Israel, which is said to depend on Egyptian gas for some 40 percent of its electricity needs, was quick to register its opposition.
Several Israeli officials warned of the move's dire implications for the Camp David peace agreement, signed between Egypt and Israel in 1979. Israeli opposition leader Shaul Mofaz called on his country's chief patron, the United States, to intervene on Israel's behalf.
The Israeli Finance Ministry went so far as to describe the move as "a dangerous precedent that casts clouds over the peace agreements and the atmosphere of peace between Egypt and Israel."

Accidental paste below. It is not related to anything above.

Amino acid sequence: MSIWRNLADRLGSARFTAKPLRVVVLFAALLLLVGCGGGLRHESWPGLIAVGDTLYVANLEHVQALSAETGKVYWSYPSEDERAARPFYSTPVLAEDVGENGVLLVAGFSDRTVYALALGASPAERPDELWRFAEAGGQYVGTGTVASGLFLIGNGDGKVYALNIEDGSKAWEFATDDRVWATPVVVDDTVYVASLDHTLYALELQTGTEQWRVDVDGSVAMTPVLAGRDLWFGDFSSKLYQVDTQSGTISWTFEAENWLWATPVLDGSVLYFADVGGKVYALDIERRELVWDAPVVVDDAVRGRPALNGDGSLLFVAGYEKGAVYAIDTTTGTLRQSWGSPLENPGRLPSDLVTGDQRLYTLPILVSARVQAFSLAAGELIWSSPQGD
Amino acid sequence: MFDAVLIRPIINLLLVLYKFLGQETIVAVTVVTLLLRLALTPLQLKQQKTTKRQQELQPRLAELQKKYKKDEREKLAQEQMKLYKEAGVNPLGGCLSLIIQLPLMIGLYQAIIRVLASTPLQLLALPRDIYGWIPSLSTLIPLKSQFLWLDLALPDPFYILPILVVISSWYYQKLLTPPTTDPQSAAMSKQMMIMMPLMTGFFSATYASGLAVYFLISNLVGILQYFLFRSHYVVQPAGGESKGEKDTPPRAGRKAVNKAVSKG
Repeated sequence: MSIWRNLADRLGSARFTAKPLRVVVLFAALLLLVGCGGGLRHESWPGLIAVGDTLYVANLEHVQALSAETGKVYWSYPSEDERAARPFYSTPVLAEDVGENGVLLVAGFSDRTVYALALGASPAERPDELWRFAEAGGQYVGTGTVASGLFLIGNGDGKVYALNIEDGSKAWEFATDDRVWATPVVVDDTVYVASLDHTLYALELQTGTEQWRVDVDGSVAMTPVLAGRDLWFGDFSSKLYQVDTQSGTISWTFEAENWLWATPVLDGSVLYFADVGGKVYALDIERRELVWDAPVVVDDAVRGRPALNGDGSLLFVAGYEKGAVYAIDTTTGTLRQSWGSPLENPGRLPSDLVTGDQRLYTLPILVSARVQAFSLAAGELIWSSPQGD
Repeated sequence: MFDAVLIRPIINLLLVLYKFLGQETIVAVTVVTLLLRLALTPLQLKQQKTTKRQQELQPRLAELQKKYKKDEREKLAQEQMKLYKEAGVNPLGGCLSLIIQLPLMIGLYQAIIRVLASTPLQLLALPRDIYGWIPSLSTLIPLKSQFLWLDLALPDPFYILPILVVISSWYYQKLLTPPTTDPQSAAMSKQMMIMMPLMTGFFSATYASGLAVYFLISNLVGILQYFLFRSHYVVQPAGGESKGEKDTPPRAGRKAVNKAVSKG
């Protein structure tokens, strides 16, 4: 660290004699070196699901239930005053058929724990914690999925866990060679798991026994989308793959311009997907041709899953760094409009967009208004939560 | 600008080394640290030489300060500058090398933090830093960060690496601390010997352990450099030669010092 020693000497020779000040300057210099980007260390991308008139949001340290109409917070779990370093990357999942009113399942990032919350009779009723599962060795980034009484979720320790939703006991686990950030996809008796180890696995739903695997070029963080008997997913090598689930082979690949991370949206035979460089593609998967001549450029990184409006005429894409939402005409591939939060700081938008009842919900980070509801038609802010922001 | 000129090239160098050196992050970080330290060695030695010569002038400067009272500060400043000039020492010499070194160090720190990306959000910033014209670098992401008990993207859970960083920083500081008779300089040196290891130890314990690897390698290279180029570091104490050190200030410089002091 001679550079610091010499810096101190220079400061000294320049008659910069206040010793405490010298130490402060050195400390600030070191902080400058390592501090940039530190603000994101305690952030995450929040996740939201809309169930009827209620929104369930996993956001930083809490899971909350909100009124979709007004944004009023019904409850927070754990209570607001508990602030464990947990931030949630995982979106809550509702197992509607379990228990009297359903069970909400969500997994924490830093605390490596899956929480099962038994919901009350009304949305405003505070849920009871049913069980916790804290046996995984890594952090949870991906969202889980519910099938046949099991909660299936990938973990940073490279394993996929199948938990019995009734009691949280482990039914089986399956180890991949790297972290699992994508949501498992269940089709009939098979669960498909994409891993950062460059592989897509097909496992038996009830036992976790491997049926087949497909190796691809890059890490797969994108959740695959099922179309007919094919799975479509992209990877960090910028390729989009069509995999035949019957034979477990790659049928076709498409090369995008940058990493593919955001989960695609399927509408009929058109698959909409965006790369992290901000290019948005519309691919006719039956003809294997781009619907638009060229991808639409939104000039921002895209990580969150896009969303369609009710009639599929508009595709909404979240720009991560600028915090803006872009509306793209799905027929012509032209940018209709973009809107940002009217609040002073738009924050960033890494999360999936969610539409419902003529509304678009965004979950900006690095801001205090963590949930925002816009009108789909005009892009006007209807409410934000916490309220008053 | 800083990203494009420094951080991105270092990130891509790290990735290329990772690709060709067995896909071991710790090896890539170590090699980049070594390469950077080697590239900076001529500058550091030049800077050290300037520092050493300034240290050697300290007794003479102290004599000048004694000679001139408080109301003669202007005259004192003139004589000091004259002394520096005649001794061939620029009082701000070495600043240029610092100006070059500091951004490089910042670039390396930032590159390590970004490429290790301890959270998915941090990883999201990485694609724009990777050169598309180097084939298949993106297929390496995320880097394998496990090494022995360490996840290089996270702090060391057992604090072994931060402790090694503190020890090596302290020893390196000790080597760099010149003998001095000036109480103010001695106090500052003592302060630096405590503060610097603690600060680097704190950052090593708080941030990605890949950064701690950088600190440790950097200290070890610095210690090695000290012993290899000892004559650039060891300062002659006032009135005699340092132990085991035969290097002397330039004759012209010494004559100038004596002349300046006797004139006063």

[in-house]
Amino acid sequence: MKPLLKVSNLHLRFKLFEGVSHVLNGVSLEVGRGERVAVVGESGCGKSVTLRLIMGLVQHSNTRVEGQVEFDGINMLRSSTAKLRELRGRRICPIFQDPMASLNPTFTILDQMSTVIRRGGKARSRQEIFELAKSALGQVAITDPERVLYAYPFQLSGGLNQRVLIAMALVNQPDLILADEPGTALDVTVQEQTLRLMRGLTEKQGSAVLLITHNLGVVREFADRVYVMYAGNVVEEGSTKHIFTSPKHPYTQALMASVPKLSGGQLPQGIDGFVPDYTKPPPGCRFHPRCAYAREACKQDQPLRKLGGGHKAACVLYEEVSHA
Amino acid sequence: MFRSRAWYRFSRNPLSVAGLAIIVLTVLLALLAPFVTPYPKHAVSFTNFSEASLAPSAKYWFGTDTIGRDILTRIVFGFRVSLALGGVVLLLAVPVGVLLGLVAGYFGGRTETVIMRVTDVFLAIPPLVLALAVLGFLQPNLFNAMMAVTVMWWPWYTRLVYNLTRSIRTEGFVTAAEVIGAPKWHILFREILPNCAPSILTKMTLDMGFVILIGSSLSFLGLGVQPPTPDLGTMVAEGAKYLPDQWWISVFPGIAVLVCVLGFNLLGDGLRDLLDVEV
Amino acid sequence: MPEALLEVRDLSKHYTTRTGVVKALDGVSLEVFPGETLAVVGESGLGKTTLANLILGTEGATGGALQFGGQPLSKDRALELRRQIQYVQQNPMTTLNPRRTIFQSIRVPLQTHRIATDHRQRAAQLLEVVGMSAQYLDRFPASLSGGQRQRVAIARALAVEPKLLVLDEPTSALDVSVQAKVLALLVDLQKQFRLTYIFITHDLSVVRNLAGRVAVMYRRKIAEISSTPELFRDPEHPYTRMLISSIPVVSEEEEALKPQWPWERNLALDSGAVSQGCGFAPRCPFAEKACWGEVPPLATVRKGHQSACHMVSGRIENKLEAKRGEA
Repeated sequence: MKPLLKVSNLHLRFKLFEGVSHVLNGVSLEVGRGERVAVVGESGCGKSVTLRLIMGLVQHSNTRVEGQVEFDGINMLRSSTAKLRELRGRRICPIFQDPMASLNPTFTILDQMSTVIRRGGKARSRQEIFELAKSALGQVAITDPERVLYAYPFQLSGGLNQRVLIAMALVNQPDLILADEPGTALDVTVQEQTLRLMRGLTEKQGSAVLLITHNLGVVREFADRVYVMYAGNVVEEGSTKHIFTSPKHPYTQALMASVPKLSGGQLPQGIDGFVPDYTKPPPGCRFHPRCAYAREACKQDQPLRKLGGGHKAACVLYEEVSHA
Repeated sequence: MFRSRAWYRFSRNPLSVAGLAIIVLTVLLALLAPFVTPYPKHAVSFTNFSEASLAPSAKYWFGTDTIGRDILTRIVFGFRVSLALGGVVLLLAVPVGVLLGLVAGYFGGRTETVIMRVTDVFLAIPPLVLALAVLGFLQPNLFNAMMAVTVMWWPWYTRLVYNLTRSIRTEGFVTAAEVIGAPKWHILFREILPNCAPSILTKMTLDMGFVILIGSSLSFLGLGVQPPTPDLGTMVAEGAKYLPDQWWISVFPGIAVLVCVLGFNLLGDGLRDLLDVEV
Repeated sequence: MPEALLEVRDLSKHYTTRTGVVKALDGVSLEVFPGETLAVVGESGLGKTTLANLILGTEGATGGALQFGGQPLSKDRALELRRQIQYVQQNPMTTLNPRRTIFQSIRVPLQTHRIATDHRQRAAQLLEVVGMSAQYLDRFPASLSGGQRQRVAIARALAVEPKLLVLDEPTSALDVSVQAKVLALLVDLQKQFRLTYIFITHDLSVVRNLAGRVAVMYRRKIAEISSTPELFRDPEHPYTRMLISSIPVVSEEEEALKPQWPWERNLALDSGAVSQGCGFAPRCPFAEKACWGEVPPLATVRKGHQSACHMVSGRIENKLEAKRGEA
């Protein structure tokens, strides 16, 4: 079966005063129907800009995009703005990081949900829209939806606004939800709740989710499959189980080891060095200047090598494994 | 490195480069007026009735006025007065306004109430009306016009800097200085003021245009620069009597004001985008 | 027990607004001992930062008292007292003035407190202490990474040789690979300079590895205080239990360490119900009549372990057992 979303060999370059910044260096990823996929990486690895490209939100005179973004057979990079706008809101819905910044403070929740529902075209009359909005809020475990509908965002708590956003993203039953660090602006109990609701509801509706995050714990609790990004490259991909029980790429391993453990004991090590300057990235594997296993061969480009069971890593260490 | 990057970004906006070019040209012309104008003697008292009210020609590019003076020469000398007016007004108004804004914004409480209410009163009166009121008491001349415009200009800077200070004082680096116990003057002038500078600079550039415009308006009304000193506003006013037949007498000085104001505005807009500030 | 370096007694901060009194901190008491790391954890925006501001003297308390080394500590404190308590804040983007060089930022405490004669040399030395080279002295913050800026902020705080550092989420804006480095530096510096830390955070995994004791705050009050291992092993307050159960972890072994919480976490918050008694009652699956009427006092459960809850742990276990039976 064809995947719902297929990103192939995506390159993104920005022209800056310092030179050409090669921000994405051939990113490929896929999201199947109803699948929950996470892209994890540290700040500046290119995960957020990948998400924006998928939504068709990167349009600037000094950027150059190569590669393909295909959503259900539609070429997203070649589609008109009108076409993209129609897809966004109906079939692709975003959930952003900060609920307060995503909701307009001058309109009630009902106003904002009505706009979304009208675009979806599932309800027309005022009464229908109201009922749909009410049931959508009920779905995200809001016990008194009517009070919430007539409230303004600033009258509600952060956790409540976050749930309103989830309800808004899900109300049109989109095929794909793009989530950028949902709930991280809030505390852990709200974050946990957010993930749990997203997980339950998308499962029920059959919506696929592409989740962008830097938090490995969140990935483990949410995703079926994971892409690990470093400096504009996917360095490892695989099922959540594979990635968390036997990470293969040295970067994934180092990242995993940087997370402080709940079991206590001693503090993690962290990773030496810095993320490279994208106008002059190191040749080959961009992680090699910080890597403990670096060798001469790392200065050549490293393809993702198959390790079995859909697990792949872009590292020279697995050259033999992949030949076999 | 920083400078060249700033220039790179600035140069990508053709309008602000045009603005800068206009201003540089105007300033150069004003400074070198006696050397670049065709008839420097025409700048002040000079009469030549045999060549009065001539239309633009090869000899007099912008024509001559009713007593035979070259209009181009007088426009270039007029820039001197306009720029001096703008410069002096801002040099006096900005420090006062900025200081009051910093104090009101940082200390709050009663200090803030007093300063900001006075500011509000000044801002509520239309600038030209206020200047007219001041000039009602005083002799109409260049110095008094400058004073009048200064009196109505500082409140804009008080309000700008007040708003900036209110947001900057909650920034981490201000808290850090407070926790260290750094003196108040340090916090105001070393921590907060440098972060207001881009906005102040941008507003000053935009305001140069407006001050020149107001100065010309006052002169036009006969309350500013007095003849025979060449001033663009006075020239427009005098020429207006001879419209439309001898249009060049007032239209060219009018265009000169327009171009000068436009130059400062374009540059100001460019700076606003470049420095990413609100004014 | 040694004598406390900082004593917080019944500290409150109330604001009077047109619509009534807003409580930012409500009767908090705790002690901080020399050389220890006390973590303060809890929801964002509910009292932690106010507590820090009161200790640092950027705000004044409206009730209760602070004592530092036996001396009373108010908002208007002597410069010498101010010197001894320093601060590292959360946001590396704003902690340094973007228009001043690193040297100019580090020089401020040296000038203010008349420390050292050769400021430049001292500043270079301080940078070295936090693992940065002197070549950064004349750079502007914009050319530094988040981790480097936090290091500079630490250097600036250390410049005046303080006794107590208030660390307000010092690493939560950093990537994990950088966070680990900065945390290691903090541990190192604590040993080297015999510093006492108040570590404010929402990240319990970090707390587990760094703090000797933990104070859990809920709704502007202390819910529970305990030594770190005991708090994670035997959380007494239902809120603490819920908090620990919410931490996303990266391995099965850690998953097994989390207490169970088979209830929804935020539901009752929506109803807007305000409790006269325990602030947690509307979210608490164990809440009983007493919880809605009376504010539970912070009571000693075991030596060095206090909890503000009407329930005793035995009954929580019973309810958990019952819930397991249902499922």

While Israeli officials have vowed to take legal action to ensure the supply of Egyptian gas, local energy analysts say Egypt was well within its legal rights to opt out of the deal.
"The Israeli purchasers failed to pay their bills to the tune of some 100 million dollars," Ibrahim Zahran, Egyptian petroleum expert, told IPS. "The contract clearly states that if either party fails to live up to its obligations, the other has the right to terminate the agreement."... "